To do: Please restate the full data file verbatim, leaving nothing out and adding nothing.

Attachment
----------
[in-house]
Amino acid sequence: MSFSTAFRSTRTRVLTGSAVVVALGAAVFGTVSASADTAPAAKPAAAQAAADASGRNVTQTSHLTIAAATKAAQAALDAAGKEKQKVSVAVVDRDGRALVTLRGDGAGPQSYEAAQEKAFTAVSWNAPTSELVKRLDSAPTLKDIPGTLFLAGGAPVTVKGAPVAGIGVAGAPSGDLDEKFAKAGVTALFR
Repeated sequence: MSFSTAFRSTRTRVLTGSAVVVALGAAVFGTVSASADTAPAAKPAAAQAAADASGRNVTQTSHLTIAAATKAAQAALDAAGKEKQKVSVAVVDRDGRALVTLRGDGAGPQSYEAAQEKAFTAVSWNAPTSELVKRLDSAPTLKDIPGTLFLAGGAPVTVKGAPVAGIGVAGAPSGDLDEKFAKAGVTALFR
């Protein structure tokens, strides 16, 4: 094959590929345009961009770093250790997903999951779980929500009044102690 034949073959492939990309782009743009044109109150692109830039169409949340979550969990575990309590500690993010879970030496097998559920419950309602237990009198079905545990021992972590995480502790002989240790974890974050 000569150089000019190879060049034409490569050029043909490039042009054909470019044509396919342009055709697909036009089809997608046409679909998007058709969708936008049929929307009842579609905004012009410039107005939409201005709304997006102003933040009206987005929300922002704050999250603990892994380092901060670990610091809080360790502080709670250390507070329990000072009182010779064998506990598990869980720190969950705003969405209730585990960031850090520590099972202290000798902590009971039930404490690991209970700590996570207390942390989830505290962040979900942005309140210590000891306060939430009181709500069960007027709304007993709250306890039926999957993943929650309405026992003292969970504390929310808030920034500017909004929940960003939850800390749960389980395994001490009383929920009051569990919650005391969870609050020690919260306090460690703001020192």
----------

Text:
[in-house]
Amino acid sequence: MSFSTAFRSTRTRVLTGSAVVVALGAAVFGTVSASADTAPAAKPAAAQAAADASGRNVTQTSHLTIAAATKAAQAALDAAGKEKQKVSVAVVDRDGRALVTLRGDGAGPQSYEAAQEKAFTAVSWNAPTSELVKRLDSAPTLKDIPGTLFLAGGAPVTVKGAPVAGIGVAGAPSGDLDEKFAKAGVTALFR
Repeated sequence: MSFSTAFRSTRTRVLTGSAVVVALGAAVFGTVSASADTAPAAKPAAAQAAADASGRNVTQTSHLTIAAATKAAQAALDAAGKEKQKVSVAVVDRDGRALVTLRGDGAGPQSYEAAQEKAFTAVSWNAPTSELVKRLDSAPTLKDIPGTLFLAGGAPVTVKGAPVAGIGVAGAPSGDLDEKFAKAGVTALFR
């Protein structure tokens, strides 16, 4: 094959590929345009961009770093250790997903999951779980929500009044102690 034949073959492939990309782009743009044109109150692109830039169409949340979550969990575990309590500690993010879970030496097998559920419950309602237990009198079905545990021992972590995480502790002989240790974890974050 000569150089000019190879060049034409490569050029043909490039042009054909470019044509396919342009055709697909036009089809997608046409679909998007058709969708936008049929929307009842579609905004012009410039107005939409201005709304997006102003933040009206987005929300922002704050999250603990892994380092901060670990610091809080360790502080709670250390507070329990000072009182010779064998506990598990869980720190969950705003969405209730585990960031850090520590099972202290000798902590009971039930404490690991209970700590996570207390942390989830505290962040979900942005309140210590000891306060939430009181709500069960007027709304007993709250306890039926999957993943929650309405026992003292969970504390929310808030920034500017909004929940960003939850800390749960389980395994001490009383929920009051569990919650005391969870609050020690919260306090460690703001020192």